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Government to tighten building industry regulations

The government will legislate next year to tighten regulation of the building industry and extend the current review of the Building Act. Commerce Minister Lianne Dalziel says the moves are necessary to restore confidence in the building industry and in the quality of New Zealand homes. Extending the review of the Building Act will allow the findings of the current Parliamentary Select Committee Inquiry into weathertightness of New Zealand homes to be taken into account. Internal Affairs Minister George Hawkins said a number of measures would be incorporated into the review, with legislation likely before Parliament by mid-2003. These included amendment of the Building Act to ensure greater homeowner protection. George Hawkins said the lack of overarching regulation of professionals and trades within the building industry were of concern. The government has directed the review to examine the Architects Act 1963, the licensing of draughts people and engineers, and the regulation of builders and related trades. The review would also consider compulsory homeowner protection insurance.

Kyoto Protocol ratified

Prime Minister Helen Clark this week signed the document that effects New Zealand's ratification of the Kyoto Protocol to the United Nations Framework Convention on Climate Change. Helen Clark said the Kyoto Protocol was the international community's response to the global problem of climate change and New Zealand was playing its part. New Zealand had made a significant contribution to the Protocol over many years of international negotiations. It was issue of particular importance for this country's economic security and the future of our South Pacific neighbours. After extensive consultation, the government had decided and announced the policies necessary to meet New Zealand's greenhouse gas emissions target under the Protocol. Helen Clark said the policies had been tailored to ensure the continuing international competitiveness of our industries. Agriculture, the engine of our economy, has been exempted from charges on its emissions. In ratifying the Protocol New Zealand joins almost all developed nations in accepting responsibility for tackling a critical global problem. In total, 97 countries have now ratified.

Major defence announcements

Defence Minister Mark Burton this week announced the results of the Ohakea/ Whenuapai Basing Study. He said the Government agreed with the RNZAF's conclusion that its needs are best served by maintaining one operational base (Ohakea) and one support base (Woodbourne). Consolidation at Ohakea will facilitate better coordination between Joint Force Headquarters, key air transport/support capabilities and land-based forces. It will also create substantial efficiency gains for the NZDF. Mark Burton said now the Government has identified Whenuapai as surplus to Defence operational requirements, officials will prepare a full costing analysis and options for the disposal of Whenuapai. There will be considerable consultation with a number of agencies and authorities as to the future of Whenuapai. Mark Burton also announced Cabinet approval for a number of projects outlined in the Defence Long Term Development Plan (LTDP). Early next year, tenders will be called to upgrade the mission, communications and navigation systems in the P-3 Orion fleet. Cabinet had also approved the purchase of the Automatic Grenade Launcher and the Javelin terminally guided anti-armour weapon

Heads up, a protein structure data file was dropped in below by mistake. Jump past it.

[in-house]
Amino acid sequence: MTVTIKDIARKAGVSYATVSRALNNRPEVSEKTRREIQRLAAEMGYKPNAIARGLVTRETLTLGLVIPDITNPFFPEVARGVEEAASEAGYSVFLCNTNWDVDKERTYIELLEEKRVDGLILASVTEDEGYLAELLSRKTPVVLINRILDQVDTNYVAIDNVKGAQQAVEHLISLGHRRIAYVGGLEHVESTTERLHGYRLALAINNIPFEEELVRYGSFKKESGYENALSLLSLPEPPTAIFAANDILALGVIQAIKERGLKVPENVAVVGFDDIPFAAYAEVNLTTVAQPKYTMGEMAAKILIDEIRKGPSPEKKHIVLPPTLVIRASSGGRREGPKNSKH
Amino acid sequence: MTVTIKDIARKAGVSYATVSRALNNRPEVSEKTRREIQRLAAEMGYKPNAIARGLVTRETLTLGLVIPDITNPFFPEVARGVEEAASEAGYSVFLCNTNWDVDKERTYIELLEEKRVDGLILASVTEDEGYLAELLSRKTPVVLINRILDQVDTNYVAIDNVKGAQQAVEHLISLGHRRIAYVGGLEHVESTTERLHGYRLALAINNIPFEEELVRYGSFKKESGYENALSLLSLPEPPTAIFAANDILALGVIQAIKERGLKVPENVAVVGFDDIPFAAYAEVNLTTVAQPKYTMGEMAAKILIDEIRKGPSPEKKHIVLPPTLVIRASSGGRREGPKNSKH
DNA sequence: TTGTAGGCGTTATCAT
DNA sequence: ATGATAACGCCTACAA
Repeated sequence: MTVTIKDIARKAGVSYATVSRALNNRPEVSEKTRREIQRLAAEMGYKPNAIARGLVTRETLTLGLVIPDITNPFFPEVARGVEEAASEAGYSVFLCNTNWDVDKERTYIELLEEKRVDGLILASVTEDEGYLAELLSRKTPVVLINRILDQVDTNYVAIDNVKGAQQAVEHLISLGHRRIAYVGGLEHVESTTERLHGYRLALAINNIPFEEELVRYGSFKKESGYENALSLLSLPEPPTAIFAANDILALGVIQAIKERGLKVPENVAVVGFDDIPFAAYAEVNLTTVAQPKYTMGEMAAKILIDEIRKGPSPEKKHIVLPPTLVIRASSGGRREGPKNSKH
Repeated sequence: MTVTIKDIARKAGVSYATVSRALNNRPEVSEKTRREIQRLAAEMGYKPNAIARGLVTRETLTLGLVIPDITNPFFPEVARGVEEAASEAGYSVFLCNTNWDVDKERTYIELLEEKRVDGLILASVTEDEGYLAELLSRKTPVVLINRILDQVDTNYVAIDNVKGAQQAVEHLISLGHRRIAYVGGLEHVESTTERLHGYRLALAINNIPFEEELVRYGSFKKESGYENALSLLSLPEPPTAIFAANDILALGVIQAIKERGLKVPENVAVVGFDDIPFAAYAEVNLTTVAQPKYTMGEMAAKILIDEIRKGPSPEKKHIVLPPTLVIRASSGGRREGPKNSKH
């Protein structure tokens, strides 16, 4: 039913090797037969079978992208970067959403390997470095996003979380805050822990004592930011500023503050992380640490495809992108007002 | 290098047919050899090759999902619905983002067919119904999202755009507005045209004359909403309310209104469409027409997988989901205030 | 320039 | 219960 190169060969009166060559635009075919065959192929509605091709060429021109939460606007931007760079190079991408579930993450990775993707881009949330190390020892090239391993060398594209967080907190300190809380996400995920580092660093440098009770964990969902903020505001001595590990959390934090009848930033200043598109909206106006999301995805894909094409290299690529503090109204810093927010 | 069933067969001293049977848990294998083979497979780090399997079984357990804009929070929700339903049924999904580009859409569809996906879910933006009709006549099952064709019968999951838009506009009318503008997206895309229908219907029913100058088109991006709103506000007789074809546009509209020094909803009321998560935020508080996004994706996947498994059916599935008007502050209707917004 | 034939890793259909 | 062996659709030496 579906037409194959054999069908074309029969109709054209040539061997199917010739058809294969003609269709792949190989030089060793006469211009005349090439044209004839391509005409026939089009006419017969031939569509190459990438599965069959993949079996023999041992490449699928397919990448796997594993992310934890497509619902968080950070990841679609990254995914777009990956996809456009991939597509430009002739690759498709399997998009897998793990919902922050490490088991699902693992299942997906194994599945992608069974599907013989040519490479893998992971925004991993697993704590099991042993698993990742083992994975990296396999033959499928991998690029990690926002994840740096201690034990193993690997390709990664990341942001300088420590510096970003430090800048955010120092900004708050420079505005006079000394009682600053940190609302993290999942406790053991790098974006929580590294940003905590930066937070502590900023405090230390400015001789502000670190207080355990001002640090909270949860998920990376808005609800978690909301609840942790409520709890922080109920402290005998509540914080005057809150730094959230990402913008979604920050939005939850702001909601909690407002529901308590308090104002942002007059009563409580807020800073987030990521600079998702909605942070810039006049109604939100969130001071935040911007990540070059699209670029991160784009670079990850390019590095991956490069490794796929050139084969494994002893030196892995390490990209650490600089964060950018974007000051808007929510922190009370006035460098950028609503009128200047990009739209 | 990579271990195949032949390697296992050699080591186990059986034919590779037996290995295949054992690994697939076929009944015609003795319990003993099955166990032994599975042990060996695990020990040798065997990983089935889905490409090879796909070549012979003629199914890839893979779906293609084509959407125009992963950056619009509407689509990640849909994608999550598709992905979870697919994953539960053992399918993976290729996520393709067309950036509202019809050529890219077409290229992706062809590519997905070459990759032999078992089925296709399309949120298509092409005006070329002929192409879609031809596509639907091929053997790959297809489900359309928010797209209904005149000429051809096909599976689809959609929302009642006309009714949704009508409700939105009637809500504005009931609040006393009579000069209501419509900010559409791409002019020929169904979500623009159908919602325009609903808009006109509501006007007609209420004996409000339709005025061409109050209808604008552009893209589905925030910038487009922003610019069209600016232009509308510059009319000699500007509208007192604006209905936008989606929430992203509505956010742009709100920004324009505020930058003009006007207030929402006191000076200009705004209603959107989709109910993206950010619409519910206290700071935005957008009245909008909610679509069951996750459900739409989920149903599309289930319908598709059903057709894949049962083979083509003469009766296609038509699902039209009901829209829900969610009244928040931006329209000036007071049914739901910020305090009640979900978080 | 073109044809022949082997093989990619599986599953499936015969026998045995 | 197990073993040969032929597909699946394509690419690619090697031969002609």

Changes to Local Government Bill

Government Minister Chris Carter has welcomed changes to the Local Government Bill recommended by Parliament's local government and environment select committee. After considering almost 400 submissions over the past year, the committee has streamlined and improved the effectiveness of the Bill's enhanced consultation requirements, said Chris Carter. It was an example of government consulting and taking on board good ideas that result in better legislation. Among the changes, bach owners or anyone who lived outside an area in which they paid rates, could vote in that area's council elections. There is now a five-year review of the impact of the Bill. Chris Carter said this would enable the Government to iron out any wrinkles in the implementation of the legislation. He is confident the Bill will empower local people and business, and remove some of the frustrations councils currently face in operating under a contradictory and outdated law. The new Bill should be passed by Christmas.

New code of rights for ACC claimants

Rights of ACC claimants have been enshrined in a new code, approved by the government after extensive consultation. ACC Minister Ruth Dyson said the Code of ACC Claimants' Rights spelt out ACC's commitment to high standards of service and fairness in eight claimants' rights. These include the right to be treated fairly, with dignity and respect, to have their views considered, and to be fully informed. Ruth Dyson said the code was designed to restore confidence in ACC, which had been weakened during the 1990s when the National Government slashed levies, removed lump sum payments and limited rehabilitation. She said the spirit of the code was as important as the specific obligations. The code recognises that a positive relationship between claimants and ACC staff, built on mutual respect, is essential if ACC is to achieve its primary focus of helping injured people to make the best possible recovery and receive fair compensation. The code comes into effect in February 2003.

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